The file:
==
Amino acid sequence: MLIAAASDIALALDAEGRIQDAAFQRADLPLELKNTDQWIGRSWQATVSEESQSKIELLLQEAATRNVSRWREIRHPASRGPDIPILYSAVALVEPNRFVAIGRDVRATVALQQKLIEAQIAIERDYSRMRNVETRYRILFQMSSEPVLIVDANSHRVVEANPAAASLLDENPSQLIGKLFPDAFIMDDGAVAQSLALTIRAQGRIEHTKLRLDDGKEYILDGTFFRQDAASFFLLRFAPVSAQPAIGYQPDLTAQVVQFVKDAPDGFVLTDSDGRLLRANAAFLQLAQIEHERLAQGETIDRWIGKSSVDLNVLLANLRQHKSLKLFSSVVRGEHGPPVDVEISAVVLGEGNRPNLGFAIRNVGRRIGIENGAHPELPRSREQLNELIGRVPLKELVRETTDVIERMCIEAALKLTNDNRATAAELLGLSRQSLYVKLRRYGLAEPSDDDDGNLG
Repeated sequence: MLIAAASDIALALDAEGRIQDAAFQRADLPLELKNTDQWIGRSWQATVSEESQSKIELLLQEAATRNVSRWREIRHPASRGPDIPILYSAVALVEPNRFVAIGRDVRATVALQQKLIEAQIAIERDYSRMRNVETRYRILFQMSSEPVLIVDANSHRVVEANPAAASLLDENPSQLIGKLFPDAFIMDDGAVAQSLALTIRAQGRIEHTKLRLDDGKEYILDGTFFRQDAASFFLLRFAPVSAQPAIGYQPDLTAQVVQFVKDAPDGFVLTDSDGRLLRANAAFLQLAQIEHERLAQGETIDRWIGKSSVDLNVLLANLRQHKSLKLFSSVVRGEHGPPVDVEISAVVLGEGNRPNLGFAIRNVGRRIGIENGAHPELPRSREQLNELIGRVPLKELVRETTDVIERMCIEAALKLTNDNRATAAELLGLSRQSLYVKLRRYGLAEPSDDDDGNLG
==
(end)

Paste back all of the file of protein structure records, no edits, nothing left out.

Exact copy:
Amino acid sequence: MLIAAASDIALALDAEGRIQDAAFQRADLPLELKNTDQWIGRSWQATVSEESQSKIELLLQEAATRNVSRWREIRHPASRGPDIPILYSAVALVEPNRFVAIGRDVRATVALQQKLIEAQIAIERDYSRMRNVETRYRILFQMSSEPVLIVDANSHRVVEANPAAASLLDENPSQLIGKLFPDAFIMDDGAVAQSLALTIRAQGRIEHTKLRLDDGKEYILDGTFFRQDAASFFLLRFAPVSAQPAIGYQPDLTAQVVQFVKDAPDGFVLTDSDGRLLRANAAFLQLAQIEHERLAQGETIDRWIGKSSVDLNVLLANLRQHKSLKLFSSVVRGEHGPPVDVEISAVVLGEGNRPNLGFAIRNVGRRIGIENGAHPELPRSREQLNELIGRVPLKELVRETTDVIERMCIEAALKLTNDNRATAAELLGLSRQSLYVKLRRYGLAEPSDDDDGNLG
Repeated sequence: MLIAAASDIALALDAEGRIQDAAFQRADLPLELKNTDQWIGRSWQATVSEESQSKIELLLQEAATRNVSRWREIRHPASRGPDIPILYSAVALVEPNRFVAIGRDVRATVALQQKLIEAQIAIERDYSRMRNVETRYRILFQMSSEPVLIVDANSHRVVEANPAAASLLDENPSQLIGKLFPDAFIMDDGAVAQSLALTIRAQGRIEHTKLRLDDGKEYILDGTFFRQDAASFFLLRFAPVSAQPAIGYQPDLTAQVVQFVKDAPDGFVLTDSDGRLLRANAAFLQLAQIEHERLAQGETIDRWIGKSSVDLNVLLANLRQHKSLKLFSSVVRGEHGPPVDVEISAVVLGEGNRPNLGFAIRNVGRRIGIENGAHPELPRSREQLNELIGRVPLKELVRETTDVIERMCIEAALKLTNDNRATAAELLGLSRQSLYVKLRRYGLAEPSDDDDGNLG